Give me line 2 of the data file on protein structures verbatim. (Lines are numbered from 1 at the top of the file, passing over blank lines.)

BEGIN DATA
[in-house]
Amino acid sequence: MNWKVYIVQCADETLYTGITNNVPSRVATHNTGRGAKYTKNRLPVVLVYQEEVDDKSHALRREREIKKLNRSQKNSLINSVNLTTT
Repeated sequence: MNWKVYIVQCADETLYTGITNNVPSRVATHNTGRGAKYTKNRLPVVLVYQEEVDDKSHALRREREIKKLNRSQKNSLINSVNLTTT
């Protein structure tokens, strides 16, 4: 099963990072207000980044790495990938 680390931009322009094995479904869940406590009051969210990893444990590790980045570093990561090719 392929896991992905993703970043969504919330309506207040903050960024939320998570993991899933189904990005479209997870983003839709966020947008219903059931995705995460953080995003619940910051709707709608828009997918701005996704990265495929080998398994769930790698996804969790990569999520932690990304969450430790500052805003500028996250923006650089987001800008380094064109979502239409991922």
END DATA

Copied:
Amino acid sequence: MNWKVYIVQCADETLYTGITNNVPSRVATHNTGRGAKYTKNRLPVVLVYQEEVDDKSHALRREREIKKLNRSQKNSLINSVNLTTT